Coming into medicine at an older age usually means that you have already developed the confidence and assertiveness it takes to be a good student and doctor.
If you’re on a course where you spend lots of time integrated with the undergraduates, you’ll be surrounded by 18-year-olds who have just left school. Remember back when you were 18 – just finding your feet, less self-assured and confident than you are now.
Being older as you embark on your medical career means you have built these skills already, so you can get straight into the action!
Following on from the above point, older age usually correlates with greater maturity. Not only does this have an implication on your studies – you’ll probably call it a night at 2am instead of 5am – but it particularly comes in useful when you start your clinical placements.
Being more mature than your undergraduate colleagues often translates to dealing with patients better and interacting with doctors in a more confident manner. You more quickly become part of the team and are seen as an asset instead of just a medical student.
Although everyone (us grads included) gets nervous the first few times we encounter a patient, having that added maturity compared to the undergraduates is definitely advantageous.
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We hear countless stories of people who entered medical school because they were pushed and weren’t sure they actually wanted to be a doctor. The danger with medical school as an undergraduate is that you have to make the decision to become a doctor at 16, and this is such a young age to make an incredible important and difficult choice.
I definitely felt the pressure to apply for medicine during school and am so glad I didn’t, because during my undergraduate degree I was able to explore the full scope of my scientific and medical interests, and over a number of years was able to make an informed decision about wanting to be a doctor.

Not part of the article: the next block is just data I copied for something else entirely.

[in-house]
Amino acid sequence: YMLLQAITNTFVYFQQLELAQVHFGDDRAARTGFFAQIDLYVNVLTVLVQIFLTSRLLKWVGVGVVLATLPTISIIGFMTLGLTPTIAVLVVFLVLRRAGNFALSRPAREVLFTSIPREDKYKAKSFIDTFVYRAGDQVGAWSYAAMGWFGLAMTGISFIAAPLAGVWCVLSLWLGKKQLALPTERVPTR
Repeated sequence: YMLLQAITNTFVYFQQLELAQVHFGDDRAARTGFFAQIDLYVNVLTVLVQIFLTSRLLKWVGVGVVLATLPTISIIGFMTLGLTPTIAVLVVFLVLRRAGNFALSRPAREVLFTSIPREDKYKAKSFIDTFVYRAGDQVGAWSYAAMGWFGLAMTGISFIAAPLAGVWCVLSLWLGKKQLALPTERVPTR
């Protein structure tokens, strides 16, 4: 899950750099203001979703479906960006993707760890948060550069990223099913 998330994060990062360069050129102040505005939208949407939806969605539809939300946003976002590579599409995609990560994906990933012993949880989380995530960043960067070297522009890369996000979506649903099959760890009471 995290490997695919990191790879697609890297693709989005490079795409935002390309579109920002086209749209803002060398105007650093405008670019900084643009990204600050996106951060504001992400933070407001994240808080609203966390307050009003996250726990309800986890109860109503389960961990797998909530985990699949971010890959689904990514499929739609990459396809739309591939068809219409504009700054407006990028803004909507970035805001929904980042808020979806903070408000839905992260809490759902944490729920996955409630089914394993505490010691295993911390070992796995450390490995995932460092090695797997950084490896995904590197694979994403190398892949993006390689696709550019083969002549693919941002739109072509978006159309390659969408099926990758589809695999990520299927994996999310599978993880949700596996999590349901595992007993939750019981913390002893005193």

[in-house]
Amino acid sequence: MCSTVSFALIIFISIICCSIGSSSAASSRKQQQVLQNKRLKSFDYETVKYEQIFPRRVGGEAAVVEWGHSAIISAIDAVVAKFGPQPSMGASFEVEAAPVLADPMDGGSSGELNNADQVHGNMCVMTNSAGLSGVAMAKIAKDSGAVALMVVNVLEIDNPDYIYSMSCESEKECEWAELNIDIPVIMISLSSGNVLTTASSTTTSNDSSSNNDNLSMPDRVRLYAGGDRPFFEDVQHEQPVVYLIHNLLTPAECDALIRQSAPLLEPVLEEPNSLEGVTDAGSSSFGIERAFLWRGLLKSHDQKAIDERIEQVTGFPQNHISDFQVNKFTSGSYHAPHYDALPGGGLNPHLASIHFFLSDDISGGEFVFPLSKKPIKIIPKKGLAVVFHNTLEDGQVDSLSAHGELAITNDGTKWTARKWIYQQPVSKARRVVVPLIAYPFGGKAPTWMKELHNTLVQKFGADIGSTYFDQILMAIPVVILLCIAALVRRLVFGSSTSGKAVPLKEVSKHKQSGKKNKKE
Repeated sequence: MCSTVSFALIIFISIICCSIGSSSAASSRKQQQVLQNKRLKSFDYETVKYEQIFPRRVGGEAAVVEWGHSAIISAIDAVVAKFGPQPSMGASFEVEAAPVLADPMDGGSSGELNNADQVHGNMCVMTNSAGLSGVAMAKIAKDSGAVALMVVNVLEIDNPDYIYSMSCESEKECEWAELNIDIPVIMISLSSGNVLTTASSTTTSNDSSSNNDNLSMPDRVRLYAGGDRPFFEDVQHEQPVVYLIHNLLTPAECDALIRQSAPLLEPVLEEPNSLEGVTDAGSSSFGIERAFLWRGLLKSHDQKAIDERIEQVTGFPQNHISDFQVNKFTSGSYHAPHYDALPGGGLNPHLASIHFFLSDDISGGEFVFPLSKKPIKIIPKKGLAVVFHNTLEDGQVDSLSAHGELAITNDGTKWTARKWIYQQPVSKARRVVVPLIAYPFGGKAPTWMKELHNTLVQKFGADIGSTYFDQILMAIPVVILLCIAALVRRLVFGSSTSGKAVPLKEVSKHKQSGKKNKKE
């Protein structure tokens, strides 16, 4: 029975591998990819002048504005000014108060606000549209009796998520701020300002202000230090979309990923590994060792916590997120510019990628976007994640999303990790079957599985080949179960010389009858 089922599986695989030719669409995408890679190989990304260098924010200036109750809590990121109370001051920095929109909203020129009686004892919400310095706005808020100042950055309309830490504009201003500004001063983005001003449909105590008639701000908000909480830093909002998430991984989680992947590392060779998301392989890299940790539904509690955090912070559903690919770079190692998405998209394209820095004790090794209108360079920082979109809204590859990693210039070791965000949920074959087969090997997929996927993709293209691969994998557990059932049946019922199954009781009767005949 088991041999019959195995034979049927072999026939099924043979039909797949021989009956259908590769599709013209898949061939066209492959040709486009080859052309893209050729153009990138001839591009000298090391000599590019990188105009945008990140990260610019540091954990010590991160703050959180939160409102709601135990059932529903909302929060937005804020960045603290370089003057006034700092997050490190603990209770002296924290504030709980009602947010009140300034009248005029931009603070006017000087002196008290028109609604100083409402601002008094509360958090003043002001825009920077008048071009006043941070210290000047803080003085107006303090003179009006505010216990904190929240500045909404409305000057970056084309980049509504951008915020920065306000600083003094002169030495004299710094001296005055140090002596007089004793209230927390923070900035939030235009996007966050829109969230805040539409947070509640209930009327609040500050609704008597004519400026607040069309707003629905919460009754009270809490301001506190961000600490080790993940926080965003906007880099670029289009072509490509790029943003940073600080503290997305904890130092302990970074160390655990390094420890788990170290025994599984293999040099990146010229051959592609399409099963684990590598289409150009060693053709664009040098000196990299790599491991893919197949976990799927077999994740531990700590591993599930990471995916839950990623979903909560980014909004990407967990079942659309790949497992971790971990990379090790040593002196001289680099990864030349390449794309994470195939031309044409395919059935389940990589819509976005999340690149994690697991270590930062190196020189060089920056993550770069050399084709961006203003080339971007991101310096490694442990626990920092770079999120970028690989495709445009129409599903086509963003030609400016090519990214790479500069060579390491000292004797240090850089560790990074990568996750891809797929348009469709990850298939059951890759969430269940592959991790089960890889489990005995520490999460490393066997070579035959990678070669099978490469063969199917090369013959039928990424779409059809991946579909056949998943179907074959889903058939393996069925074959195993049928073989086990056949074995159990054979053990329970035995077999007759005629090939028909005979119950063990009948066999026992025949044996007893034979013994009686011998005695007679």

Those years were so invaluable in helping me become certain that medicine was the right choice. And remember, it is not only a (very long) degree, it is also a vocation and hopefully a life-long career, and these decisions should not be made in a rush.
You have a degree (sometimes multiple) under your belt and have been through the process of university before. The skills you pick up in your undergraduate degree are invaluable in helping you excel at medical school.
Having been through revision, university exams and finals before stands you in good stead to tackle the workload and pressures of medical school. You will know the hard work and dedication it takes to plan revision months in advance, the stress of coursework and how different (and much harder) university exams are to A-levels.
You will have developed revision and study skills over the years which the undergraduates have not had time to develop. You will have your own revision style which you know works for you- and you won’t have to waste time figuring it out!
Although people, and their hobbies and interests, are constantly fluctuating, by the time you’re in your mid-twenties you have a better idea of what your likes and dislikes are, and the type of people you like to spend time with.
This is after years of exploring friendships and extra-curricular activities, and eventually fine-tuning what works for you and what you find enjoyable. This comes in handy when you’re bombarded with clubs, societies, and the pressure of making new friends in fresher’s year of graduate medicine.
Of course, one should make the most of this opportunity, but you have the added advantage of knowing who you are and what you like. This saves you a lot of wasted time exploring things which you know won’t be of interest to you, or pursuing friendships with people just because you’re on the same course/sat next to each other in a lecture that one time. Embrace the new experiences, but don’t lose sight of the fact that you know who you are!
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Words: Anissa McClelland
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